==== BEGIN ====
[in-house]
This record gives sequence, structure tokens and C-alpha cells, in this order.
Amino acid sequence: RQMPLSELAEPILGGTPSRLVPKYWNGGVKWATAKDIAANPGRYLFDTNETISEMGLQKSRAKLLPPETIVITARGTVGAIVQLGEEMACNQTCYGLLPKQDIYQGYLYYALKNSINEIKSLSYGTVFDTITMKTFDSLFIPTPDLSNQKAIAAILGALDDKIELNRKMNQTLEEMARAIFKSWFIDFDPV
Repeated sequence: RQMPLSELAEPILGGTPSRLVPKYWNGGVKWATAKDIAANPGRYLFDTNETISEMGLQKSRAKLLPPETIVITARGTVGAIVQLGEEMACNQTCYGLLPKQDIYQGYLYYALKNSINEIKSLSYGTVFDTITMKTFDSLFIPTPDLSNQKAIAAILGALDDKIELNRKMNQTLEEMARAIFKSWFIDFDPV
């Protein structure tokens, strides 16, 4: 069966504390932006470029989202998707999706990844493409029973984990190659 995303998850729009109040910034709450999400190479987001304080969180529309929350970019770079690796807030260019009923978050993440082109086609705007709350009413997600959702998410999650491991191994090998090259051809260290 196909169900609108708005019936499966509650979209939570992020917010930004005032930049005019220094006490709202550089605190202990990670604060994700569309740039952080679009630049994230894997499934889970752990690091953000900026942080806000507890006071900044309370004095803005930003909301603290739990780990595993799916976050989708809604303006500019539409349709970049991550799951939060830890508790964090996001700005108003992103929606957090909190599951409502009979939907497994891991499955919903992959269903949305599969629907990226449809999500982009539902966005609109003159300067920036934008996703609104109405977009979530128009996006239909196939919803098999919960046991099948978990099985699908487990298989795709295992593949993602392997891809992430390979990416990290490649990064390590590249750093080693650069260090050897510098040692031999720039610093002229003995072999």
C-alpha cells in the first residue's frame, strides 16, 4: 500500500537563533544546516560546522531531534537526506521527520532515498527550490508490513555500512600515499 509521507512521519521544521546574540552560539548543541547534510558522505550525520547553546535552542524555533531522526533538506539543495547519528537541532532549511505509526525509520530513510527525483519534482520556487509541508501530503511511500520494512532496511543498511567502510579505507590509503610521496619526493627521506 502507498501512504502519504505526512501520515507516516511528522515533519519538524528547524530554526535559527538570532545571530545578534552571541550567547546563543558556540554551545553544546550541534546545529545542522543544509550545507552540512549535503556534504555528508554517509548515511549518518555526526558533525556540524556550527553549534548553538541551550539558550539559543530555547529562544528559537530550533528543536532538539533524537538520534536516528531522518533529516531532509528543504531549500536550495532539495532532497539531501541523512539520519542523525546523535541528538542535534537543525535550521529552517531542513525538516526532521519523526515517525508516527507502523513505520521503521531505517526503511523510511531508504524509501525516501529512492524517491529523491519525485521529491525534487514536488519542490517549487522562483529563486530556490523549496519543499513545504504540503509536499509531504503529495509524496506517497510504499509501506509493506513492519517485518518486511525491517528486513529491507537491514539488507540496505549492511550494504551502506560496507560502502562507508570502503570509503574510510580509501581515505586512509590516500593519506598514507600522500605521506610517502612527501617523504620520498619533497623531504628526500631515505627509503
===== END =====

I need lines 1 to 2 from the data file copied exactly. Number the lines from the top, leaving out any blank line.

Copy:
[in-house]
This record gives sequence, structure tokens and C-alpha cells, in this order.